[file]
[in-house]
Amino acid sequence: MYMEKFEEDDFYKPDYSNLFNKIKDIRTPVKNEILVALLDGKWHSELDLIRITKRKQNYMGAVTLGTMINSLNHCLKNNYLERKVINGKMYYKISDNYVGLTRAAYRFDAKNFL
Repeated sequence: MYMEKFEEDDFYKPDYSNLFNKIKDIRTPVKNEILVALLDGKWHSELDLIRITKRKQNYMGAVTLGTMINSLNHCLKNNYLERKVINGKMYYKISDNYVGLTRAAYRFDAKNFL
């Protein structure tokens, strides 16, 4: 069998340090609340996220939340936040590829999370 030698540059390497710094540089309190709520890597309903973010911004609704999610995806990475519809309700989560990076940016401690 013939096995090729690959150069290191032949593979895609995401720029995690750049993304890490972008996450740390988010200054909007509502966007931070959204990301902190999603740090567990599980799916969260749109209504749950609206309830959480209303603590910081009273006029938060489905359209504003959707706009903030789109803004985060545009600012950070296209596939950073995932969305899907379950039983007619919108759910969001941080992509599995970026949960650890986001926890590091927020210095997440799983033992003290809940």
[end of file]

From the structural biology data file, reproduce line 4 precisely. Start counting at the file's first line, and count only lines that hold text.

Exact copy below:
């Protein structure tokens, strides 16, 4: 069998340090609340996220939340936040590829999370 030698540059390497710094540089309190709520890597309903973010911004609704999610995806990475519809309700989560990076940016401690 013939096995090729690959150069290191032949593979895609995401720029995690750049993304890490972008996450740390988010200054909007509502966007931070959204990301902190999603740090567990599980799916969260749109209504749950609206309830959480209303603590910081009273006029938060489905359209504003959707706009903030789109803004985060545009600012950070296209596939950073995932969305899907379950039983007619919108759910969001941080992509599995970026949960650890986001926890590091927020210095997440799983033992003290809940």